"Of course, don't drink too much and get some rest."
"I don't drink." Sash stepped out of the camp, and it wasn't til then he realized he was going to die before the thirteenth arrived.
"Very well, however I request you schedule a breakfast with Lord Marshal Orfell. I would like you to help on this front; but I feel your duties would be most appreciated and wanted in the Eastern District. As you can see.. I have plentiful advisors in my midst."
"Very well," Sash said in a high, droning-on voice.
MORE DRIVING ORDER

Lord Marshal Orfell, despite his high chain of command, had always been laughed at behind his back, and he knew damn well about it, and he also knew damn well it was because he sounded nothing like a dwarf. He also missed the thrill of battle, of being an underling whose tasks called for the simplest of orders... bloodletting.

He had always lacked the ability to pontificate the merit of affirming discipline, and thus it was like he were an alchemist with the worst tutor in the world and he was struggling to not slip down an grease-slicked slope. Messages had a way of being altered the higher up the chain of command dependent upon the acidic egoism of the sender or receiver, or the toxicity of the commander.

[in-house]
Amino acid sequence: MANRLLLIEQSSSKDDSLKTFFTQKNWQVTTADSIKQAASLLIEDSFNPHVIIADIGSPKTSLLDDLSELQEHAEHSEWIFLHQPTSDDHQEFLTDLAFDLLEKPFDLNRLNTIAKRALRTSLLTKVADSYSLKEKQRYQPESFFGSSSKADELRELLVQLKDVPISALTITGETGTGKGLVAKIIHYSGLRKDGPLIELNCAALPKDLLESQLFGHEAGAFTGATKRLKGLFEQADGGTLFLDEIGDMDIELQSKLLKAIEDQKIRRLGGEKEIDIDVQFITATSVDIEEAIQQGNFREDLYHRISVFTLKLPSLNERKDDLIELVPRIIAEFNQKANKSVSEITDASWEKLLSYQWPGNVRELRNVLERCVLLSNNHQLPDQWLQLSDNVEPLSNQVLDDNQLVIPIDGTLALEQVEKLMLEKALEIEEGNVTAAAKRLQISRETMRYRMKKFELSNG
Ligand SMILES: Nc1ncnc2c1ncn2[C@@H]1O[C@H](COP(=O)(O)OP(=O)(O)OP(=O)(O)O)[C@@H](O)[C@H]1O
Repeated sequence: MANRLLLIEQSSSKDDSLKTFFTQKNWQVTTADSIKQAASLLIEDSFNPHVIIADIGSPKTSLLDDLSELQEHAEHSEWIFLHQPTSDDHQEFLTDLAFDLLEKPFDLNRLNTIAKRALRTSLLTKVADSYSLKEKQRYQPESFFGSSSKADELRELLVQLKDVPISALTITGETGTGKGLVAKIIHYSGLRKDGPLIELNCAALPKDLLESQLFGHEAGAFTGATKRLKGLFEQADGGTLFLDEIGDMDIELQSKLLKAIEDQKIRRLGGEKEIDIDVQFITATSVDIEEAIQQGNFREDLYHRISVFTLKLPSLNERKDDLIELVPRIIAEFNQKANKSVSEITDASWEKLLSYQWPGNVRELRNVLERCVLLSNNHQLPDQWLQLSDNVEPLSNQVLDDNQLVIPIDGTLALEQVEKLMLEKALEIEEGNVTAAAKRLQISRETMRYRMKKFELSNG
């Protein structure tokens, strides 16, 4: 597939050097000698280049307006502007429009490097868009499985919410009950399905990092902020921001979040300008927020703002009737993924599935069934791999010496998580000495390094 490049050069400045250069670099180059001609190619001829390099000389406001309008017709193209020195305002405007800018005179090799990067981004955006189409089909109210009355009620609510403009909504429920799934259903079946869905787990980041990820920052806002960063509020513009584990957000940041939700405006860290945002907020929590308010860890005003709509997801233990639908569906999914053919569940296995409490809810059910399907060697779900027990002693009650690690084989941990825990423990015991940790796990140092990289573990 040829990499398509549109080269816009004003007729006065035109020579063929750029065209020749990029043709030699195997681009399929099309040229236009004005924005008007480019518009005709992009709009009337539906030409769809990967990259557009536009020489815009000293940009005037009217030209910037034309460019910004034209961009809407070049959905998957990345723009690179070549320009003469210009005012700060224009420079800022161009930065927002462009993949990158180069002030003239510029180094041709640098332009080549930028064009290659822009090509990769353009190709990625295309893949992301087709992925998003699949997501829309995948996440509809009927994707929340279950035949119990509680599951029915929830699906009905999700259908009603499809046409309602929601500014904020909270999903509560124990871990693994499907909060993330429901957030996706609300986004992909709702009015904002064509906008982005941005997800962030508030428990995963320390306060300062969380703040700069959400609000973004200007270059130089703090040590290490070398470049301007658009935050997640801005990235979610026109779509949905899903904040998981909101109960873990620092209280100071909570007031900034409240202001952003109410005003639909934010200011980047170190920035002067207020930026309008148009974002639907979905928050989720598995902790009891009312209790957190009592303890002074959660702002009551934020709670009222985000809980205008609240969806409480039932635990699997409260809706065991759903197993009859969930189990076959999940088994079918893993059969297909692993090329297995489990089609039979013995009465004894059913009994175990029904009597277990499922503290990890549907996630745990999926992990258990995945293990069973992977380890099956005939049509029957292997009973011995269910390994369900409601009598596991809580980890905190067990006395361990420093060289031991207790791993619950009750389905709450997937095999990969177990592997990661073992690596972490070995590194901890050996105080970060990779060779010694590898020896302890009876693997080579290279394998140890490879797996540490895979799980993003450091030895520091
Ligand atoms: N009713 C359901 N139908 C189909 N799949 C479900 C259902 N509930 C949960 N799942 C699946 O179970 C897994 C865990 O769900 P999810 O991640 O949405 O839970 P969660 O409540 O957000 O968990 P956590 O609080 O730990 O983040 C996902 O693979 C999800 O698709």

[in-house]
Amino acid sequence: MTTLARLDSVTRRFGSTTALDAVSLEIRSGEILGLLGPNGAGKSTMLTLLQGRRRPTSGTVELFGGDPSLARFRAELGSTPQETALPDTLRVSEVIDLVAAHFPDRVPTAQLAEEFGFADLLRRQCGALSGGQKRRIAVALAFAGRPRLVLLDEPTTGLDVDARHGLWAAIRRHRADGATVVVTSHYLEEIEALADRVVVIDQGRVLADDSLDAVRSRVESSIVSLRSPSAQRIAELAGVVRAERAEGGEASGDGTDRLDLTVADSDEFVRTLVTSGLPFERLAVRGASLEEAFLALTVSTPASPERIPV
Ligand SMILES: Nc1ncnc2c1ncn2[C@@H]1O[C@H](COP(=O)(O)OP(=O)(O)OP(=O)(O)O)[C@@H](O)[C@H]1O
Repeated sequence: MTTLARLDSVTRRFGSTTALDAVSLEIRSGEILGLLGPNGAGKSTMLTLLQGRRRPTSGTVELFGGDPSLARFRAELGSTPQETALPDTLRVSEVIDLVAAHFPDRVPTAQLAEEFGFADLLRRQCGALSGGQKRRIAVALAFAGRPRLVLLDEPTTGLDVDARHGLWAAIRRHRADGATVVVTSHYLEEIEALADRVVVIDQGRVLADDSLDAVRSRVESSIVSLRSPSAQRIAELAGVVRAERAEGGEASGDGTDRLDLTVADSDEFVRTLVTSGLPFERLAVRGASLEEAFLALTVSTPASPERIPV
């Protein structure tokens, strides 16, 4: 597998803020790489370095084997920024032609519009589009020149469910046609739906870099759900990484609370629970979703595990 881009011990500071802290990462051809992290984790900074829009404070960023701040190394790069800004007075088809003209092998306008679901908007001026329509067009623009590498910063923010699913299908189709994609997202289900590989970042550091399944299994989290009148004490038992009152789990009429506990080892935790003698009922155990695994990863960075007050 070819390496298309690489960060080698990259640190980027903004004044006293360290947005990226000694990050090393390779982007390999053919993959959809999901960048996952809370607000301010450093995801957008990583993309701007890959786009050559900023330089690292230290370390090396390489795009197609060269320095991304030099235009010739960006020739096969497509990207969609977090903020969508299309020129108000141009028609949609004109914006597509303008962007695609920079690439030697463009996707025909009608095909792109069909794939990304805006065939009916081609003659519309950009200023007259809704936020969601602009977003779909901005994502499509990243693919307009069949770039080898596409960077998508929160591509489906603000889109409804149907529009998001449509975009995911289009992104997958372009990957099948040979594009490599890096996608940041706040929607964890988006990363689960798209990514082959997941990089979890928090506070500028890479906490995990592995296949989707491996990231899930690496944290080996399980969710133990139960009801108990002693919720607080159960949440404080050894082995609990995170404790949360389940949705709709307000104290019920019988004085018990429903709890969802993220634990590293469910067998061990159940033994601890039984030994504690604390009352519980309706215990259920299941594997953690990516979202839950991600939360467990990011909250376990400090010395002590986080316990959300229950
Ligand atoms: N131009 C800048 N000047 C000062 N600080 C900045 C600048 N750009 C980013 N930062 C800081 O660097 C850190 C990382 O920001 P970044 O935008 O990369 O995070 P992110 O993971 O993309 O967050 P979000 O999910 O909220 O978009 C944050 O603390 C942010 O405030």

He only wished he could go around firing everyone, and replacing them with those of righteous intention.
"Lord Marshal, the war council meeting is in a few hours, perhaps you'd like to eat breakfast with General Sash?" The fat-clad man held up a tray of various finger foods, it took a will for Orfell to not lash his feet into a side-shuffle and leave that tray-offering dolt stuck on a blade gradually twisting inside his chest.
"I know when the god-forsaken meeting is!"
The man jumped back, startled to the bone and flitted away into the gnat-filled crowd.

That bastard Custerly... I told him to designate Sash to a small army. He is just a burden to me. Why would I want to eat breakfast with that self-conscious hag of a man. That self-victimized savage with his high-pitched voice...

He'd become greatly riled by the news the thirteenth were leagues away, and for all the condemnations he had issued towards Blonde, he wished he was here.

The war was like perfecting your rapiership, this defense specifically could be equated to the fourth line where attacks are suitable for both the inside and outside, thanks to the easeful motions which angles fit.

He still remembered in abject fury... the news that teleportation was impossible, a preemptory move by the maskarrans's trickery and magic? No one really knew, all he did know was the western wall is sacked beyond recognition. and the enemy were attempting to press themselves deep into the city; prompting their forces to be spread thinner amongst the High District and Eastern District.

Orfell collapsed heavily into a deer-composed chair, skinned a half-grin on his parched lips as he read a letter from his nephew with a portrait of his new house in Athkatla, and his butler re-filled his glass of full-bodied wine. He picked up the glass and downed it like water, breath oozing out of his throat contently. His butler turned out to be his most worthy secretary.